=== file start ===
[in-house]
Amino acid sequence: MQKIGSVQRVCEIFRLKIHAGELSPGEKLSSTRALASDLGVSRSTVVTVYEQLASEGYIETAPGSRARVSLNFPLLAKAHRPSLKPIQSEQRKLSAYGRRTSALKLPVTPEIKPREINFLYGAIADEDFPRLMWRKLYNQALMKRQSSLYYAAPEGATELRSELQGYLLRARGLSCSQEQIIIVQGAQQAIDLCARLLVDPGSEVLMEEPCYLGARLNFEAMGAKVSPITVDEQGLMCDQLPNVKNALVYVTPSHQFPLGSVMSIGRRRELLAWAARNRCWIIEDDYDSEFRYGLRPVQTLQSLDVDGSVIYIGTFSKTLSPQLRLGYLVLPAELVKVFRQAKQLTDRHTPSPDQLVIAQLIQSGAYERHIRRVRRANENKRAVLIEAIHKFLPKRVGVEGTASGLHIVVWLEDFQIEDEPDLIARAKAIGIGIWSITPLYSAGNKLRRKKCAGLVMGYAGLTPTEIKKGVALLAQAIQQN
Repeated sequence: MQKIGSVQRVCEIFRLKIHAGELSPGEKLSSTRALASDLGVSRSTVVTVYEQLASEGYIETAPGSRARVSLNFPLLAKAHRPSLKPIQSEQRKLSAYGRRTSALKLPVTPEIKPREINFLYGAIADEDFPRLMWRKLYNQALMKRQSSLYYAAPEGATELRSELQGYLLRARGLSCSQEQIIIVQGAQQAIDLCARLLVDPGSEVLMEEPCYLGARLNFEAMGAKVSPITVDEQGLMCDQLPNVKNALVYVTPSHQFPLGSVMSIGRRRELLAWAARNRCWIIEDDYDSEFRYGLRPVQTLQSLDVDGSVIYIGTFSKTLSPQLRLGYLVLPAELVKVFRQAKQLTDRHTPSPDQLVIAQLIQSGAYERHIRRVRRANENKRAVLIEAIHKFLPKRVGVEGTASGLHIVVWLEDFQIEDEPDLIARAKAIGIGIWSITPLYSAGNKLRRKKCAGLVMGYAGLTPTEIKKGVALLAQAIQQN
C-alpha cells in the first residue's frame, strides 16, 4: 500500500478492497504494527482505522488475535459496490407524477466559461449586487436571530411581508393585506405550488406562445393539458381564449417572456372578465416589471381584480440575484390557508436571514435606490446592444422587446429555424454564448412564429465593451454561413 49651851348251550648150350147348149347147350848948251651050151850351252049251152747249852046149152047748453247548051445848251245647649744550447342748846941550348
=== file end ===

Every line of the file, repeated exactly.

[in-house]
Amino acid sequence: MQKIGSVQRVCEIFRLKIHAGELSPGEKLSSTRALASDLGVSRSTVVTVYEQLASEGYIETAPGSRARVSLNFPLLAKAHRPSLKPIQSEQRKLSAYGRRTSALKLPVTPEIKPREINFLYGAIADEDFPRLMWRKLYNQALMKRQSSLYYAAPEGATELRSELQGYLLRARGLSCSQEQIIIVQGAQQAIDLCARLLVDPGSEVLMEEPCYLGARLNFEAMGAKVSPITVDEQGLMCDQLPNVKNALVYVTPSHQFPLGSVMSIGRRRELLAWAARNRCWIIEDDYDSEFRYGLRPVQTLQSLDVDGSVIYIGTFSKTLSPQLRLGYLVLPAELVKVFRQAKQLTDRHTPSPDQLVIAQLIQSGAYERHIRRVRRANENKRAVLIEAIHKFLPKRVGVEGTASGLHIVVWLEDFQIEDEPDLIARAKAIGIGIWSITPLYSAGNKLRRKKCAGLVMGYAGLTPTEIKKGVALLAQAIQQN
Repeated sequence: MQKIGSVQRVCEIFRLKIHAGELSPGEKLSSTRALASDLGVSRSTVVTVYEQLASEGYIETAPGSRARVSLNFPLLAKAHRPSLKPIQSEQRKLSAYGRRTSALKLPVTPEIKPREINFLYGAIADEDFPRLMWRKLYNQALMKRQSSLYYAAPEGATELRSELQGYLLRARGLSCSQEQIIIVQGAQQAIDLCARLLVDPGSEVLMEEPCYLGARLNFEAMGAKVSPITVDEQGLMCDQLPNVKNALVYVTPSHQFPLGSVMSIGRRRELLAWAARNRCWIIEDDYDSEFRYGLRPVQTLQSLDVDGSVIYIGTFSKTLSPQLRLGYLVLPAELVKVFRQAKQLTDRHTPSPDQLVIAQLIQSGAYERHIRRVRRANENKRAVLIEAIHKFLPKRVGVEGTASGLHIVVWLEDFQIEDEPDLIARAKAIGIGIWSITPLYSAGNKLRRKKCAGLVMGYAGLTPTEIKKGVALLAQAIQQN
C-alpha cells in the first residue's frame, strides 16, 4: 500500500478492497504494527482505522488475535459496490407524477466559461449586487436571530411581508393585506405550488406562445393539458381564449417572456372578465416589471381584480440575484390557508436571514435606490446592444422587446429555424454564448412564429465593451454561413 49651851348251550648150350147348149347147350848948251651050151850351252049251152747249852046149152047748453247548051445848251245647649744550447342748846941550348